For one thing, magnetic drive pumps don’t have a shaft seal (also called a mechanical seal), the leak-proof seal that’s supposed to keep liquids from leaking out of the pump. Why? They don’t need one. Because a magnetic drive pump’s impeller is only suspended on an internal bracket, it never actually comes in physical contact with the motor shaft. Magnetism eliminates that need — and also eliminates the need for the shaft seal itself.
To someone who isn’t an expert, this may seem like an insignificant difference. It isn’t. Any moving part in any machine runs the risk of failure, and when dealing with industrial pumps, the consequences can become severe. One great advantage of a magnetic drive pump lies in the elimination of maintenance and downtime. This saves direct costs and prevents lost revenue from lulls in production.
The elimination of a shaft seal in the magnetic drive design has other implications that we will delve into in the following section: It allows end users to much more easily manage caustic and corrosive substances.
Magnetic Drive Pumps’ Function
Leaks do more than merely impact a company’s bottom line. When you’re attempting to pump a dangerous chemical, a leak can put lives and property at real risk. It also can create an environmental hazard with all the concomitant regulatory action and fines that phrase entails.
Fortunately, a magnetic drive pump’s encapsulated construction practically negates the chance of leaking. This facilitates the easy pumping of extremely dangerous substances. That being said, you’ll need to consider one more element: the construction of the pump’s casing.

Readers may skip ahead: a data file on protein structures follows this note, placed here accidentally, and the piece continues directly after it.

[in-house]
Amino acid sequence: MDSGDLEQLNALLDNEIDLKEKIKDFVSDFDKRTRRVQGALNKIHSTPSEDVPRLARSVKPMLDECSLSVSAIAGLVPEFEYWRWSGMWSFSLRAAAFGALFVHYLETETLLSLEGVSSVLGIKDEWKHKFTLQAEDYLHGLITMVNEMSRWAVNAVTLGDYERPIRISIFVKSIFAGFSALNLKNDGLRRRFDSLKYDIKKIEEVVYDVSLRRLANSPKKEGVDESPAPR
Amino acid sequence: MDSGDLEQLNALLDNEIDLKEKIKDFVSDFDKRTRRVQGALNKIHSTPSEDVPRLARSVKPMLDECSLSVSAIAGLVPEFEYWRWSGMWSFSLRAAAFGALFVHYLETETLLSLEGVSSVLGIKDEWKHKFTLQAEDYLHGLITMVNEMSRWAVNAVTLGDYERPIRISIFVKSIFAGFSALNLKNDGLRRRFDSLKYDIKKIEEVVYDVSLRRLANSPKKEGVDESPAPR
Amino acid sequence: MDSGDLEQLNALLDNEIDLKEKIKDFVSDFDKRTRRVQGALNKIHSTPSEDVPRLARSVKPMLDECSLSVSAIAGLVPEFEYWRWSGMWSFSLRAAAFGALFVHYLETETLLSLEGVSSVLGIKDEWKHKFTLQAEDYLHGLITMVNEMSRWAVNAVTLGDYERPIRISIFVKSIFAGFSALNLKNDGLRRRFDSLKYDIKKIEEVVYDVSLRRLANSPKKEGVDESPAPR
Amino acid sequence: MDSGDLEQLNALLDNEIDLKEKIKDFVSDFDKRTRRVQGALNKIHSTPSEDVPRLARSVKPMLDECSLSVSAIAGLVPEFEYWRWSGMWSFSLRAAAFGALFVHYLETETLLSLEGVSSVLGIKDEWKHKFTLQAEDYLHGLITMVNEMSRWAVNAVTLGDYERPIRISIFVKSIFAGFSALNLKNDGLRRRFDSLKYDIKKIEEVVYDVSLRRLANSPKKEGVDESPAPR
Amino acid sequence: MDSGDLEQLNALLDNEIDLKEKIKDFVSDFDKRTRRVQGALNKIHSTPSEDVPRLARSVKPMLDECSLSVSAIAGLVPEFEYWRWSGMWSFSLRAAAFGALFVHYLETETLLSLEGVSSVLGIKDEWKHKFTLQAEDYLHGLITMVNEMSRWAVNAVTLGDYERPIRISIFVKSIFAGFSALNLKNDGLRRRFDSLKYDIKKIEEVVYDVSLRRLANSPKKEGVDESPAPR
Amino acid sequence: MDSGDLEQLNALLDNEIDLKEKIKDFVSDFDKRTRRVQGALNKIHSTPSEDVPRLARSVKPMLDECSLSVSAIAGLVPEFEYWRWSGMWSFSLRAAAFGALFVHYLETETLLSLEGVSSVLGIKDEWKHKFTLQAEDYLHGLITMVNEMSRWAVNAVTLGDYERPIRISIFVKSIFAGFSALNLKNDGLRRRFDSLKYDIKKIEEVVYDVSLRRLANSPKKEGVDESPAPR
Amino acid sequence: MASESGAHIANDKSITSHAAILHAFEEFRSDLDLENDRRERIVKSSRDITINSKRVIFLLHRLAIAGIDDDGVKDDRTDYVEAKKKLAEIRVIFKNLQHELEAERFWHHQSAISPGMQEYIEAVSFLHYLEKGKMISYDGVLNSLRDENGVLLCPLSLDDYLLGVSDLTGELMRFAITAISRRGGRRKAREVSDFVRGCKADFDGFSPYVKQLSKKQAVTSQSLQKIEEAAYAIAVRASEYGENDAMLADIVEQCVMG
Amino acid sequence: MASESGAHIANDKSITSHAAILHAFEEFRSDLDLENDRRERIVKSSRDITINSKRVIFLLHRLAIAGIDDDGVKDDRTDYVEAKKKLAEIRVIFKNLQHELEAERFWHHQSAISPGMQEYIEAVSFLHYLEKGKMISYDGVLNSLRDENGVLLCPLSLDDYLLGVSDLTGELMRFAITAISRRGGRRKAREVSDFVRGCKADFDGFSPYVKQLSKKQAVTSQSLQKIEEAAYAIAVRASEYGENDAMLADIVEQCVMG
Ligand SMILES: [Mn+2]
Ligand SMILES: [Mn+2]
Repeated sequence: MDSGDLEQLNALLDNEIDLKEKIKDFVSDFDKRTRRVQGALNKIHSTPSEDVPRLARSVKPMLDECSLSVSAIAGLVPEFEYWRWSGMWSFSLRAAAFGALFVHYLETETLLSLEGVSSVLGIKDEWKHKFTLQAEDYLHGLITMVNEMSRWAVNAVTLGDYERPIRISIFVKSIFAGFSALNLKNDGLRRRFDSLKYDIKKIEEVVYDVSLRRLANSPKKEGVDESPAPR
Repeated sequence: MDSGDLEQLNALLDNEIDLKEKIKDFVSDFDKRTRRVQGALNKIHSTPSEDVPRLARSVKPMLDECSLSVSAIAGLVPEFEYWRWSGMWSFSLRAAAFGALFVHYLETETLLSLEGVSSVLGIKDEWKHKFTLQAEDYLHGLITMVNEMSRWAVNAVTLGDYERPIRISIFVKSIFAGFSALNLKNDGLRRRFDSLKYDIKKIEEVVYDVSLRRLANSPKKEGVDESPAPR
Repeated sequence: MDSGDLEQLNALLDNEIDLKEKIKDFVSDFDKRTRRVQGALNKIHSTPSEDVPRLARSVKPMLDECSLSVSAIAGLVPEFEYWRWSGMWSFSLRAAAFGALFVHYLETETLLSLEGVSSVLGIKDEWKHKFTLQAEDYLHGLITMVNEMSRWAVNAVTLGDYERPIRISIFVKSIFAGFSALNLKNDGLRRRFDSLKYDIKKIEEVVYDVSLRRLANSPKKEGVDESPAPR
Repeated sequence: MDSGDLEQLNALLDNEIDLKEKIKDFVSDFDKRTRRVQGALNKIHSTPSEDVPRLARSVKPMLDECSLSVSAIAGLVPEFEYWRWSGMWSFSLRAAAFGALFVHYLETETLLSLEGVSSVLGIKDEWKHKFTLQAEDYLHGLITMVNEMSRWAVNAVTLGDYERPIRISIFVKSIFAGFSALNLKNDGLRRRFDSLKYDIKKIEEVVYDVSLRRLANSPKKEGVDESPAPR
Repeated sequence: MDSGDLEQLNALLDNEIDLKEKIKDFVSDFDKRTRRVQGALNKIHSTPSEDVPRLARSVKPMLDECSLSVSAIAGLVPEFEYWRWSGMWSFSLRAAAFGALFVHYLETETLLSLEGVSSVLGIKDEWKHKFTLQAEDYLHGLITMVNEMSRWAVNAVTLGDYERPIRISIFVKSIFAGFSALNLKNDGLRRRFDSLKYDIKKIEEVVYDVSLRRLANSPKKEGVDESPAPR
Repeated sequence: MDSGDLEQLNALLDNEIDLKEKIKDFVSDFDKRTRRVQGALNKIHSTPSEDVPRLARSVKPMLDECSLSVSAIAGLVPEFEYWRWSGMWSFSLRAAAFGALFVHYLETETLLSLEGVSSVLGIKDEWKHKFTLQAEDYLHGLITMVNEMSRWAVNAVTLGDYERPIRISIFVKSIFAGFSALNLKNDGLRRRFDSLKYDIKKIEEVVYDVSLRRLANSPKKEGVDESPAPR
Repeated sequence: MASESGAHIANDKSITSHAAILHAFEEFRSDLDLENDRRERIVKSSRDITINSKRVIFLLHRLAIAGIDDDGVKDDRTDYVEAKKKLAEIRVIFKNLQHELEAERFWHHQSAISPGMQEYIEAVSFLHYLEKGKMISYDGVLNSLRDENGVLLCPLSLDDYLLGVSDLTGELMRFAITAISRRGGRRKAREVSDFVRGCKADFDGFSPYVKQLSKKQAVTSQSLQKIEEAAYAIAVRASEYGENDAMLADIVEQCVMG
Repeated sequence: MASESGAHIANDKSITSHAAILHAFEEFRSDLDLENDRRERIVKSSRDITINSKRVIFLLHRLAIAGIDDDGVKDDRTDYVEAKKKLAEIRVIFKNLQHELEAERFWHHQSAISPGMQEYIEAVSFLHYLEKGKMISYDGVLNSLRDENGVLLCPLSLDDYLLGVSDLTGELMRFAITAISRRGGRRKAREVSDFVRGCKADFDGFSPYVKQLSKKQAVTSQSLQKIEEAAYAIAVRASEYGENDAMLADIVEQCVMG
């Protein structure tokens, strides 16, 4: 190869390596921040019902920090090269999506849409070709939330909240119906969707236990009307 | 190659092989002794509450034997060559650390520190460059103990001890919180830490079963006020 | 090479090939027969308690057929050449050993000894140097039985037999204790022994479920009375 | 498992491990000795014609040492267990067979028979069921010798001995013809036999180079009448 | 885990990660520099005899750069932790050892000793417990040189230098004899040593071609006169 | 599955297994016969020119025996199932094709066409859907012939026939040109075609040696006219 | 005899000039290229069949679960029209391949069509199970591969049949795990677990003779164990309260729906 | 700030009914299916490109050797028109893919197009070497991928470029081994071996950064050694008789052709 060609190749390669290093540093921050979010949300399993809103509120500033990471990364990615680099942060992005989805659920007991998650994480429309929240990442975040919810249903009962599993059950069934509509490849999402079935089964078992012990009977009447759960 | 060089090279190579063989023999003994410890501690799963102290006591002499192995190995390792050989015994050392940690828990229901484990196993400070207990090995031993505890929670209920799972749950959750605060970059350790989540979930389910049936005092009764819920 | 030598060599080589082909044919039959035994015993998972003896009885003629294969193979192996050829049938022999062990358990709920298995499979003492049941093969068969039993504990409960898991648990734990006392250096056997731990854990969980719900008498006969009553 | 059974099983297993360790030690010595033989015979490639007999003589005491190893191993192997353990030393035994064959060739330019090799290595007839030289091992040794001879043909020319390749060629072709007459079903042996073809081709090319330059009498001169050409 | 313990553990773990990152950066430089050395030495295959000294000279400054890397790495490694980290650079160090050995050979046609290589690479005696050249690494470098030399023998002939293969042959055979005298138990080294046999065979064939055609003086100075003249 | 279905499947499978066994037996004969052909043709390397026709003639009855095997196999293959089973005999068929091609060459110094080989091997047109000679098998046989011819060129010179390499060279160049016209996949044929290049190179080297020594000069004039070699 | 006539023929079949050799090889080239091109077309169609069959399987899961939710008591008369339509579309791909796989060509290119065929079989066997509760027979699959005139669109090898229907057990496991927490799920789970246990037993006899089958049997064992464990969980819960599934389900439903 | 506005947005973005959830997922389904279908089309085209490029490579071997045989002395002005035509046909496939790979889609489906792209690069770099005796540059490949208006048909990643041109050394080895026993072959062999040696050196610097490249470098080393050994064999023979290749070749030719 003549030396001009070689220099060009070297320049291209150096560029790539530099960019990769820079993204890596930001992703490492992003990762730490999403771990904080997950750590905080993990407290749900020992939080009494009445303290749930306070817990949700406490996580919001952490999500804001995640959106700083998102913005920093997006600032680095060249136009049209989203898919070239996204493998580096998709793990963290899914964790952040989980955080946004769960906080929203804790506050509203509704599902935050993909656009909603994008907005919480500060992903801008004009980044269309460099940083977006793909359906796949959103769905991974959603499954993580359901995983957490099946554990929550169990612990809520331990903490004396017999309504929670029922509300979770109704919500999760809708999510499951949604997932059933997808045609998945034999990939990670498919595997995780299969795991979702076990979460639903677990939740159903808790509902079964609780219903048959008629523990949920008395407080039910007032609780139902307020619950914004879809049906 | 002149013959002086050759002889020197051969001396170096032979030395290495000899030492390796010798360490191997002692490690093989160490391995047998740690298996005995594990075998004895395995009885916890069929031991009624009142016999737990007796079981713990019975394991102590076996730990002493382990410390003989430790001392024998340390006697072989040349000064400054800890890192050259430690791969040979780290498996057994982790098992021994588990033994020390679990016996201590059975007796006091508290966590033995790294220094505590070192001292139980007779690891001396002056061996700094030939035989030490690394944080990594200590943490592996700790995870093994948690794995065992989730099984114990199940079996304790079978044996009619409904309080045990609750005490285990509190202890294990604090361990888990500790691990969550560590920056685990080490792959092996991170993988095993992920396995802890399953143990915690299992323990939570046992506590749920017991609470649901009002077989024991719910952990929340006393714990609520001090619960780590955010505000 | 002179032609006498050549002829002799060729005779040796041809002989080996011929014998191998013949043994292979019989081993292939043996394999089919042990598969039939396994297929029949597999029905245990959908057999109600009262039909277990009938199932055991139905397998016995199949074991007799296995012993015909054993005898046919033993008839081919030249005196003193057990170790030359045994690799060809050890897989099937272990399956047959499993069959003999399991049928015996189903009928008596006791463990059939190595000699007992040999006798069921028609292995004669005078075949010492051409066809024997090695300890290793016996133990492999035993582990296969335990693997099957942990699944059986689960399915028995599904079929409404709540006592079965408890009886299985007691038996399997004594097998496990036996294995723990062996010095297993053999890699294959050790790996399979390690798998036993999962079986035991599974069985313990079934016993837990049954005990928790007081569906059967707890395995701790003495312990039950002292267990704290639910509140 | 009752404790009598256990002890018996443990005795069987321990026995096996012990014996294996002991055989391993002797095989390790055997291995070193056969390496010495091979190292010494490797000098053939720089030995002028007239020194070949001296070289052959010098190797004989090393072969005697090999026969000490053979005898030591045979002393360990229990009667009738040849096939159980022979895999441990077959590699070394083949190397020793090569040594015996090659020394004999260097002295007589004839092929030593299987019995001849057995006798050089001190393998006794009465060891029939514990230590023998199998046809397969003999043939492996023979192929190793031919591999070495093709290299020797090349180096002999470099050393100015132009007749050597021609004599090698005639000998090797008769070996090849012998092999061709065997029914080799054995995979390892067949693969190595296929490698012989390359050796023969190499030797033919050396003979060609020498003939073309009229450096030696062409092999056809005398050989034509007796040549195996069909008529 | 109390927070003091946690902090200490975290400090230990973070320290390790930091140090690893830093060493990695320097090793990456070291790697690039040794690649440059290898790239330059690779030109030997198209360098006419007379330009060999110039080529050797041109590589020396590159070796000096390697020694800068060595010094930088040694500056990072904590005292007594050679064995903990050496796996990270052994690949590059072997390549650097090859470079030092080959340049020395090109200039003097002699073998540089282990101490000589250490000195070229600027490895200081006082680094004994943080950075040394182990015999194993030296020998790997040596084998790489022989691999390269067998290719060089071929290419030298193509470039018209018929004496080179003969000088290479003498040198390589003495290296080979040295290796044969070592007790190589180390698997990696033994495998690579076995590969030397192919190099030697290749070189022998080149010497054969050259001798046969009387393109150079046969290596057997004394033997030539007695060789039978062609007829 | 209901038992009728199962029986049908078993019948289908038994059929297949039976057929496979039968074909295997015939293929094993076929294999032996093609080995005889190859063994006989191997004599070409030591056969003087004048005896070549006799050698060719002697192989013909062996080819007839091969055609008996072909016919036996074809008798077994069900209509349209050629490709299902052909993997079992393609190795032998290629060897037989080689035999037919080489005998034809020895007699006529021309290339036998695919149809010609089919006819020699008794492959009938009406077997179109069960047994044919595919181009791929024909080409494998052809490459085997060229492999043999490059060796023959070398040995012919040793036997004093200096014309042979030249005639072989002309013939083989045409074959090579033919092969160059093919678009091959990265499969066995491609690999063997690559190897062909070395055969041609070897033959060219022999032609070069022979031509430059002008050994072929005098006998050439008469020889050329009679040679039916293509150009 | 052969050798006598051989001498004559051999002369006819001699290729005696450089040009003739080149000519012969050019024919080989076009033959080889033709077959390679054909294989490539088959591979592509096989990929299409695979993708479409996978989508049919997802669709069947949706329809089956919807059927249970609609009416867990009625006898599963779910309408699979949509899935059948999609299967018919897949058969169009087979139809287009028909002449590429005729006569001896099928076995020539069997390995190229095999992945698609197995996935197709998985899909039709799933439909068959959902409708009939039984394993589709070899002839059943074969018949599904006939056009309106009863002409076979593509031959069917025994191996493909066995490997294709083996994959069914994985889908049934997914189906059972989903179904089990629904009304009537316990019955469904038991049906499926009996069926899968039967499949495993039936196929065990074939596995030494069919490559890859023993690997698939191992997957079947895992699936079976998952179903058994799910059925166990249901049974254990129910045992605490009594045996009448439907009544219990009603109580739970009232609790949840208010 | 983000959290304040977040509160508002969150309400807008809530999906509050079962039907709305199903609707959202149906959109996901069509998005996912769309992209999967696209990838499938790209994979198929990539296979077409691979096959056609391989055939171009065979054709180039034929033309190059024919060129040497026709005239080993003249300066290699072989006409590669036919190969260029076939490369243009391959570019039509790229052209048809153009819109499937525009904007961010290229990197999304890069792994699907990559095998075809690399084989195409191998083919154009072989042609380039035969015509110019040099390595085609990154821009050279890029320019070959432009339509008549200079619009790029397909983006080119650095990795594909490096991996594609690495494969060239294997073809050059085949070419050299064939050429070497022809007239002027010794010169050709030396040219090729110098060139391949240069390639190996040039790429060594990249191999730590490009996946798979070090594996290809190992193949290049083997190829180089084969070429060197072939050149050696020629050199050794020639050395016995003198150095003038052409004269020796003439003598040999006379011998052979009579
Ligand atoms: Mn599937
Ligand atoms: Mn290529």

Even though the absence of the shaft seal makes for a safer pump, leakage risk can still exist. Why? Not all casing construction materials can tolerate contact with different types of substances and chemicals. As we’ve mentioned in a previous blog post, end users need to pay particularly close attention to the types of fluids and chemicals they’ll be pumping. Next, they must consider the concentration (i.e., strength) of that liquid. And finally, they must take into consideration the temperature of the pumped chemical.
That may seem like a lot to consider. Fortunately, we’ve compiled a list of commonly pumped chemical solutions, materials as diverse as hexane, lactic acid, magnesium hydroxide, nitriobenzene, pyridine, milk, and olive oil. We then cross reference them according to suitability with pump casing materials such as:
- 316 Grade Stainless Steel
- Hastelloy “C”
Centrifugal pumps real-life applications
The magnetic drive pumps designed by March Pumps find uses in a wide array of real-life applications. Did you know you can find our pumps in commercial-grade ice-making systems that require chemicals such as saltwater, ammonium sulfate, sodium chloride, and acetone? Were you aware that we help facilitating the chemical toting (i.e., repackaging bulk amounts into smaller lots) of sulfuric acid, acetic acid, phosphoric acid, and formaldehyde? Our pumps appear in industries as diverse as hydrotherapy and metal pickling, bio-fuel and battery manufacturing, artificial-limb manufacturing and aquariums.
March Pumps has been in business since 1954. Are you looking for a pump for your business or factory? Contact us via phone (847) 725-0580 or through our online form to learn how we can help.